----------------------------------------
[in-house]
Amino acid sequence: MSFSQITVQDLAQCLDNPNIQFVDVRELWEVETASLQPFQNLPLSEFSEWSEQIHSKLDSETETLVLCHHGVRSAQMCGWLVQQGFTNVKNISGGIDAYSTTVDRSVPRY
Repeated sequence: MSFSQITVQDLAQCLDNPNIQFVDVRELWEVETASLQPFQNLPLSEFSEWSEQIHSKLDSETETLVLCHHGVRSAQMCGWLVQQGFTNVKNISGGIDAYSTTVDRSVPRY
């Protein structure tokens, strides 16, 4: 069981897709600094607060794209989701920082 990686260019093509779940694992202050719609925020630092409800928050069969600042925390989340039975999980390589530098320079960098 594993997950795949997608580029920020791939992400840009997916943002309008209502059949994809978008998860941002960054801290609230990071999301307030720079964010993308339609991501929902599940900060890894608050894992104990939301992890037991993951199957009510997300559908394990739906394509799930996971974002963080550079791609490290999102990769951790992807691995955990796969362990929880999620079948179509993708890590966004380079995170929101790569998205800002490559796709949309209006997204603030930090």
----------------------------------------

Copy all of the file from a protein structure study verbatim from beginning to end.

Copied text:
[in-house]
Amino acid sequence: MSFSQITVQDLAQCLDNPNIQFVDVRELWEVETASLQPFQNLPLSEFSEWSEQIHSKLDSETETLVLCHHGVRSAQMCGWLVQQGFTNVKNISGGIDAYSTTVDRSVPRY
Repeated sequence: MSFSQITVQDLAQCLDNPNIQFVDVRELWEVETASLQPFQNLPLSEFSEWSEQIHSKLDSETETLVLCHHGVRSAQMCGWLVQQGFTNVKNISGGIDAYSTTVDRSVPRY
């Protein structure tokens, strides 16, 4: 069981897709600094607060794209989701920082 990686260019093509779940694992202050719609925020630092409800928050069969600042925390989340039975999980390589530098320079960098 594993997950795949997608580029920020791939992400840009997916943002309008209502059949994809978008998860941002960054801290609230990071999301307030720079964010993308339609991501929902599940900060890894608050894992104990939301992890037991993951199957009510997300559908394990739906394509799930996971974002963080550079791609490290999102990769951790992807691995955990796969362990929880999620079948179509993708890590966004380079995170929101790569998205800002490559796709949309209006997204603030930090």